Under the old Workplace Health and Safety Laws i.e. the Queensland Workplace Health and Safety Act 1995, ‘employers’ (now known as the PCBU), had a duty to ensure health and safety in the workplace subject to a limited defence of reasonable practicability. A “reverse onus” duty.
This reverse onus of proof has now been removed from the new work health and safety laws. It means that the presumption of innocence has been restored. BTW for those of you not up on your OHS jargon, PCBU stands for Person Conducting a Business or Undertaking (learn more by undertaking a Cert IV in OHS).
According to the new Work Health and Safety Act 2011, the onus now moves to the prosecution to establish that the PCBU did not take all reasonably practicable measures to prevent a risk to health and safety occurring. The prosecution will now be required to set out what the PCBU could “reasonably” have done to prevent the risk to health and safety.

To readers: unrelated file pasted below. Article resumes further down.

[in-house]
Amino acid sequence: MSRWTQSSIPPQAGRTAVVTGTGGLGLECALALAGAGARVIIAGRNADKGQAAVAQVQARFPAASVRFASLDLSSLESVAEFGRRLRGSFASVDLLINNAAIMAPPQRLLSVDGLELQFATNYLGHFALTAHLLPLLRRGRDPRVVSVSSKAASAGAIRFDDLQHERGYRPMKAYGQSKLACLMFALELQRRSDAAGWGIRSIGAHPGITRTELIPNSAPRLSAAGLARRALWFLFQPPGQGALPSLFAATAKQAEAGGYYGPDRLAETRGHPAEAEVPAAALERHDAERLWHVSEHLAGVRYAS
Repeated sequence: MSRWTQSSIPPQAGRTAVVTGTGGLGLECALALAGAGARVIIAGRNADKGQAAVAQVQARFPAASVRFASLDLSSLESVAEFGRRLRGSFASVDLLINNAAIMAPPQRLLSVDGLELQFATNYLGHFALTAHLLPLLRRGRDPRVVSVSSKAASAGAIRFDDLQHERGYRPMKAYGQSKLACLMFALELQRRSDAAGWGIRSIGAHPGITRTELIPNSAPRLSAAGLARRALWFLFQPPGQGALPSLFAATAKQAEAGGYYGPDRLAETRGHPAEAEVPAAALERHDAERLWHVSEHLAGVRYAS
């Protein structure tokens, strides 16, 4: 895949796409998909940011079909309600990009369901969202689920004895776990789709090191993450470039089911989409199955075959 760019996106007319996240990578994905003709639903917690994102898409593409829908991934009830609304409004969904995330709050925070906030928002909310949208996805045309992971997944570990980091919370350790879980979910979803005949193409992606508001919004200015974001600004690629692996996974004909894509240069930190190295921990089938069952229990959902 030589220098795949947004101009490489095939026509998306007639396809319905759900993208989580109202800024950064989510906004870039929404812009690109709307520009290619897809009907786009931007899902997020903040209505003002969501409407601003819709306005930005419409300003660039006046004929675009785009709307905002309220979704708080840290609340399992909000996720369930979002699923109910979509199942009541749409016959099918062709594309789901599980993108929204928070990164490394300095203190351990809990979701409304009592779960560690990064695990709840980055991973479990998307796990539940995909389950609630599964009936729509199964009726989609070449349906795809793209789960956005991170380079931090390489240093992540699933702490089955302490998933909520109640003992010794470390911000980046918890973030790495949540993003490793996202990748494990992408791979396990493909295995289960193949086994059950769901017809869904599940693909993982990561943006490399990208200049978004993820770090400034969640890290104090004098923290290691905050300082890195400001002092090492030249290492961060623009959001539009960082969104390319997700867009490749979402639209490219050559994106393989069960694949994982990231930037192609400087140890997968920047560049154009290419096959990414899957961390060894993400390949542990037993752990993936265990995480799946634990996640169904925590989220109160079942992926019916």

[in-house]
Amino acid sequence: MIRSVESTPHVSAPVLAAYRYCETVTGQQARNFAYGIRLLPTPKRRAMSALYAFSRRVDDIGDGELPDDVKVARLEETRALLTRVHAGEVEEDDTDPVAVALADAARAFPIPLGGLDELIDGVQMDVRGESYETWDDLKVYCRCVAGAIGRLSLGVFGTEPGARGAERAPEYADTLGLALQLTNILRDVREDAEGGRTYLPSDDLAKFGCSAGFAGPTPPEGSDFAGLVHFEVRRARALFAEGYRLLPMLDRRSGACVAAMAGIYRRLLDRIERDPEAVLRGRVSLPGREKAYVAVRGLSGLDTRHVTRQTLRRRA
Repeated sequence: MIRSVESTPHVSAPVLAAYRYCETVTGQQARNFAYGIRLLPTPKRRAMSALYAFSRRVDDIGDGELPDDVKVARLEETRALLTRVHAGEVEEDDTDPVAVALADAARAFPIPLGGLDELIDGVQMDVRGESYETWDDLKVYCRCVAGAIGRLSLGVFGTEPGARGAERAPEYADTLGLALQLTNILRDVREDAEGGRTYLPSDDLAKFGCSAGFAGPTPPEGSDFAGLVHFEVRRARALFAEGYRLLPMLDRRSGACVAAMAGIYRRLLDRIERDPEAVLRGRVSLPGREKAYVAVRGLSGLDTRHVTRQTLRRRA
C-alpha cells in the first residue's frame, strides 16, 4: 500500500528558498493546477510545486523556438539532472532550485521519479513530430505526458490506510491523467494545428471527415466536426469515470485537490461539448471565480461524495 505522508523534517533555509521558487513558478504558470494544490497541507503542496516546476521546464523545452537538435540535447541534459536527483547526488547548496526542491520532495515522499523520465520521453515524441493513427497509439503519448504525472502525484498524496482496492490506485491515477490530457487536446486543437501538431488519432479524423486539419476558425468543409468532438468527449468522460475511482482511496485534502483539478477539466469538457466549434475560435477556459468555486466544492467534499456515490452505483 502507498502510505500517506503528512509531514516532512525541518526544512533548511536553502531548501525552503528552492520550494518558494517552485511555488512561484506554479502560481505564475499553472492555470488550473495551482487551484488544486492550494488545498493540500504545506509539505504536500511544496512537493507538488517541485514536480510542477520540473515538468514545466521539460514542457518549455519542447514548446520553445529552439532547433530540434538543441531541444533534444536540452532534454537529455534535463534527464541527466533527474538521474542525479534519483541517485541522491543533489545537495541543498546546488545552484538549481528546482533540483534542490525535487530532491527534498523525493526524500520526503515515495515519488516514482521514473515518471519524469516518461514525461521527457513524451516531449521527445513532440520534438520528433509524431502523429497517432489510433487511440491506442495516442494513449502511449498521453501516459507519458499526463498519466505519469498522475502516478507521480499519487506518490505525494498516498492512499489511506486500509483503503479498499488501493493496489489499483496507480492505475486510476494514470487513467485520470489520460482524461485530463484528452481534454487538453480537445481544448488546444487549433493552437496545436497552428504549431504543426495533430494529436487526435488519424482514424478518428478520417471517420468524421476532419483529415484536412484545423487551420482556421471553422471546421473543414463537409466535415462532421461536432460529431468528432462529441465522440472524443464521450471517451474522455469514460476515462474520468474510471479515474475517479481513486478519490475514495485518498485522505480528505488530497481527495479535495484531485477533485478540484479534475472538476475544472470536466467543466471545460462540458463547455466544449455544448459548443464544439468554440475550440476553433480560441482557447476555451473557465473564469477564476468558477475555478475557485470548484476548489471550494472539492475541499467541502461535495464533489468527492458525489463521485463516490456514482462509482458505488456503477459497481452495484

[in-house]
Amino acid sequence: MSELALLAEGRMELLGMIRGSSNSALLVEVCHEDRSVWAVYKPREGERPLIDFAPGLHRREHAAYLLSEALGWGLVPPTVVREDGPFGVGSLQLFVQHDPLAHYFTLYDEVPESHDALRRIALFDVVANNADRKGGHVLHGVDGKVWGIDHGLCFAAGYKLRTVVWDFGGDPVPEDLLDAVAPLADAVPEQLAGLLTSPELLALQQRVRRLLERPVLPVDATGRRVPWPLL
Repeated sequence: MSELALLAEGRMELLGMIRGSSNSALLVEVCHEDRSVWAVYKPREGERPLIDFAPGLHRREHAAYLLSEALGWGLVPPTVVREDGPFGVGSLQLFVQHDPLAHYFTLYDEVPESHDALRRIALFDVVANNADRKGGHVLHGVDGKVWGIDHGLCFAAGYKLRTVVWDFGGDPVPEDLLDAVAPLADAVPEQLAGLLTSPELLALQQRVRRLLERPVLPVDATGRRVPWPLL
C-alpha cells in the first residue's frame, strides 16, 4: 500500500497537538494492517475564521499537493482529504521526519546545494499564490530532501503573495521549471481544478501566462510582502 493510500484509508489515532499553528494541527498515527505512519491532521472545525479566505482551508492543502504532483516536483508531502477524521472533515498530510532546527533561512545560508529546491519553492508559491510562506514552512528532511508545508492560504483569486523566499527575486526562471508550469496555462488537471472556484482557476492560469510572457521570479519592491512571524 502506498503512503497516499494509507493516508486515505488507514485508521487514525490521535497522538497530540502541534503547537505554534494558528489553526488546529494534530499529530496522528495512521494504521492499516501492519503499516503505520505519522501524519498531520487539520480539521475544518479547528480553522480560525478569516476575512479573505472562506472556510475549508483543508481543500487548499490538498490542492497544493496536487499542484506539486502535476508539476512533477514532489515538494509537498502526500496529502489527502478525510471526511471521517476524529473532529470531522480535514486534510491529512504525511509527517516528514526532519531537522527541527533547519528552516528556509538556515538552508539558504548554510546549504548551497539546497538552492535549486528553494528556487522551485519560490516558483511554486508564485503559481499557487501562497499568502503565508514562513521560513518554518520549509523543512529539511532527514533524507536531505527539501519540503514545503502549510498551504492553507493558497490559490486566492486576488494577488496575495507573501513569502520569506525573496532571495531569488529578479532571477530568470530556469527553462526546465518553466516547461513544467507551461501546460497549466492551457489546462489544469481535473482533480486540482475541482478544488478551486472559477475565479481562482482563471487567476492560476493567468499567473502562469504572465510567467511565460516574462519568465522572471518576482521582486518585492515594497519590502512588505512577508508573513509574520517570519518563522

Under the new work health and safety laws, the prosecution must prove that the PCBU has not “so far as reasonably practicable” ensured the health and safety of its workers and that they were placed at risk from work carried conducted at the workplace.
Sound complicated? Studying a Certificate IV in Occupational Health and Safety will assist you understand your duties under the new work health and safety laws.